Messaging app Telegram has become the latest victim of cryptocurrency mining malware, as researchers at Kaspersky Lab have revealed a now-patched vulnerability that allowed hackers to exploit a flaw in the platform’s file transfer service.

Kaspersky said that the vulnerability, which was first exploited in March 2017 and discovered by researchers in October, was a “classic right-to-left override attack.”

Simply put, this attack exploited the portion of Telegram’s software that enabled the messenger to recognize Arabic and Hebrew, languages which are read right to left. The hackers were able to use this feature to reverse the order of characters in filenames, which allowed them to disguise suspicious file extensions as images or other seemingly non-threatening file types.

After users downloaded the files, embedded scripts would silently unleash a malware payload on the target operating system. One of the most prominent payloads was malware that harnessed the target computer’s processing power to mine cryptocurrencies for the attackers.

cryptocurrency mining malware
Source: Kaspersky

These miners were primarily developed for the Equihash and Cryptonight mining algorithms, which are employed by privacy-centric cryptocurrencies Zcash (ZEC) and Monero (XMR), respectively.

Although the vulnerability affected all Telegram users, Kaspersky said that it appears only Russian hackers exploited it, which is why the vast majority of victims were Russian residents.

These types of attacks have become quite common in recent months, particularly since the development of CoinHive, a mining script that can be implemented into the background of websites and used to harness the computing power of visitors.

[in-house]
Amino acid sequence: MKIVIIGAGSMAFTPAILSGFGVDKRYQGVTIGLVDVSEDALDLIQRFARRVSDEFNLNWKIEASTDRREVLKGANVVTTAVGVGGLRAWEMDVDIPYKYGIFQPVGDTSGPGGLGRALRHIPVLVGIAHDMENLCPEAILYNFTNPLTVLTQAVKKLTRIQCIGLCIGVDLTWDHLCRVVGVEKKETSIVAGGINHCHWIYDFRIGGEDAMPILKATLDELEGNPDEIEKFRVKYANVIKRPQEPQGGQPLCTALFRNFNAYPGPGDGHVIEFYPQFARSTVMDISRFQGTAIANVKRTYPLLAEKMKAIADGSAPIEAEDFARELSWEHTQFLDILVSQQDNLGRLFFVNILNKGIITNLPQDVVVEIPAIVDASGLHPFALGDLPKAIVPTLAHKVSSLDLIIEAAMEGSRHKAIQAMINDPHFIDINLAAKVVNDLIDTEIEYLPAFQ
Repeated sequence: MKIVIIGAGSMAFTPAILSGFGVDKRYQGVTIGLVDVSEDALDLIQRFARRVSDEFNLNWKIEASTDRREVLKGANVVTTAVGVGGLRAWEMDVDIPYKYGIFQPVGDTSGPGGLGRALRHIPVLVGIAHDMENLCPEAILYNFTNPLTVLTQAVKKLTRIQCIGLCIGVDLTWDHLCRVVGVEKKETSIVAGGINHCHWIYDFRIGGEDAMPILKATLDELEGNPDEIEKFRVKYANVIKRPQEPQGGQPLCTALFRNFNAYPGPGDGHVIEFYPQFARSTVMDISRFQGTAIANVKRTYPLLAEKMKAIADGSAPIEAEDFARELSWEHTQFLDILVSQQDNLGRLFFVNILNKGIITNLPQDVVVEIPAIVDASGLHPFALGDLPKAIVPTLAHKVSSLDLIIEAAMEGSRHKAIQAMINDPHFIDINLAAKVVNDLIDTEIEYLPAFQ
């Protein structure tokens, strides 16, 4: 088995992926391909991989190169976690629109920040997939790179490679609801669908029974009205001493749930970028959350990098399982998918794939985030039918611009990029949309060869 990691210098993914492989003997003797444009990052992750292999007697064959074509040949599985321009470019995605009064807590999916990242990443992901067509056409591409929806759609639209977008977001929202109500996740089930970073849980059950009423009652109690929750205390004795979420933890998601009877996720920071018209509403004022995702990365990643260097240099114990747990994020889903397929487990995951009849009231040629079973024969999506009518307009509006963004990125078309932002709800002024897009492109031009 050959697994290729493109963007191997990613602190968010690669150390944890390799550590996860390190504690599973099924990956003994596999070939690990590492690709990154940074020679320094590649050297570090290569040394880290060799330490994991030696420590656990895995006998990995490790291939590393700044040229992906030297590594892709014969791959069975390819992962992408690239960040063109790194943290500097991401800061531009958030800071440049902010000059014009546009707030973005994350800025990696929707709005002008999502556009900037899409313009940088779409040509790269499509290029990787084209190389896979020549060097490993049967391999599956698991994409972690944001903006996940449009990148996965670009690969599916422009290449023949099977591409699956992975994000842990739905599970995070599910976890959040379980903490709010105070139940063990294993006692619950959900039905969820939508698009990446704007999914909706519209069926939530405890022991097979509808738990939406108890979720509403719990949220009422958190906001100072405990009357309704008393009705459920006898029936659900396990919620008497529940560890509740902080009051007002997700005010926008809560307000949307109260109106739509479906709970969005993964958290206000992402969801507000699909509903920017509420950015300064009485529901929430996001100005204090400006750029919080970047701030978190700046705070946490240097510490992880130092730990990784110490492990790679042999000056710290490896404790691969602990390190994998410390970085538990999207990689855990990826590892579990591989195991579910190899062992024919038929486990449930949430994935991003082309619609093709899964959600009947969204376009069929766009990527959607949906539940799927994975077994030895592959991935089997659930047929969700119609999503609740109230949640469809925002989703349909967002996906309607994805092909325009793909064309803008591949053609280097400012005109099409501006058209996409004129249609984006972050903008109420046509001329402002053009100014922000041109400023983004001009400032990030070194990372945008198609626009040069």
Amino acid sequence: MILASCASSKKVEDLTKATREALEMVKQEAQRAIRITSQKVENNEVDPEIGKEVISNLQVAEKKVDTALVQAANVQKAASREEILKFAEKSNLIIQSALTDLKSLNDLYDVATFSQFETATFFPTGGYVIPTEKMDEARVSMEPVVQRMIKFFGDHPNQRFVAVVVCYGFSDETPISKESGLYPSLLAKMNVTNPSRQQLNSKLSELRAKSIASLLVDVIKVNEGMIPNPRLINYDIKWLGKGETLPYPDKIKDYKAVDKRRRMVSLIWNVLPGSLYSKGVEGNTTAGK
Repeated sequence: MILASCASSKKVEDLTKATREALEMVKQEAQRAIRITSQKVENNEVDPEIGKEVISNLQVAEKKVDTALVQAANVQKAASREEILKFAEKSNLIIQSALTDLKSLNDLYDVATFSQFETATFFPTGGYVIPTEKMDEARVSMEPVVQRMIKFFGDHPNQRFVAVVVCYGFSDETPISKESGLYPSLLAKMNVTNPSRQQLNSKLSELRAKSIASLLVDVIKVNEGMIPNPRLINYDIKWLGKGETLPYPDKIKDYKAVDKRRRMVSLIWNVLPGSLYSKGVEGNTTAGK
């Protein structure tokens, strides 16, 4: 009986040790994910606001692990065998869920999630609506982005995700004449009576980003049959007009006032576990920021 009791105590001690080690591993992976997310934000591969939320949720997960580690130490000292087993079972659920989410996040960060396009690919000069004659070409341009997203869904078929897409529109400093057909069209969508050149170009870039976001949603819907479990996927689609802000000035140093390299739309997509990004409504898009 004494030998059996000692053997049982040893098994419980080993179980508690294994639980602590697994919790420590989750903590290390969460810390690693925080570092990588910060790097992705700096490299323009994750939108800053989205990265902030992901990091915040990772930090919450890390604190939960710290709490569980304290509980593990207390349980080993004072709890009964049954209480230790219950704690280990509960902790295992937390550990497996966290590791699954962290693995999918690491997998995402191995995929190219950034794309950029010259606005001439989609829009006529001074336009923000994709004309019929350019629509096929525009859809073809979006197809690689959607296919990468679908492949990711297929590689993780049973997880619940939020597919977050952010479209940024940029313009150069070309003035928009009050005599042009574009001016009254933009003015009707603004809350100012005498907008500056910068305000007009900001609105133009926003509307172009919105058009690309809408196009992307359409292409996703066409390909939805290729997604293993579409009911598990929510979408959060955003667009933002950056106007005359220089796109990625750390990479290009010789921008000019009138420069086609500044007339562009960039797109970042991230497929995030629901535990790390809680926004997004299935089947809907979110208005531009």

As BlockExplorer reported, more than 4,200 websites hosted by government agencies in the US and UK have recently been compromised through the use of a tool called BrowseAloud and injected with CoinHive-based mining malware scripts.

Telegram denied that exploit was the result of a “real vulnerability,” arguing that users bore responsibility for choosing to download the files.

“This is not a real vulnerability on Telegram Desktop, no one can remotely take control of your computer or Telegram unless you open a (malicious) file,” Reuters cited the company as saying in a statement.

Nevertheless, the timing of the vulnerability’s disclosure is awkward for Telegram, as the company is reportedly preparing to launch a record-shattering initial coin offering (ICO) that could raise up to $2 billion.

Featured Image from MaxPixel

British Blockchain Association

A large number of websites, including sites hosted by the United States and United Kingdom governments, have been compromised. The compromised web pages were made to serve cryptocurrency mining scripts. Which use the resources of the visitor’s computer to mine cryptocurrency. In this case maliciously and without consent from the computer’s owners.

Use of accessibility tool BrowseAloud in attack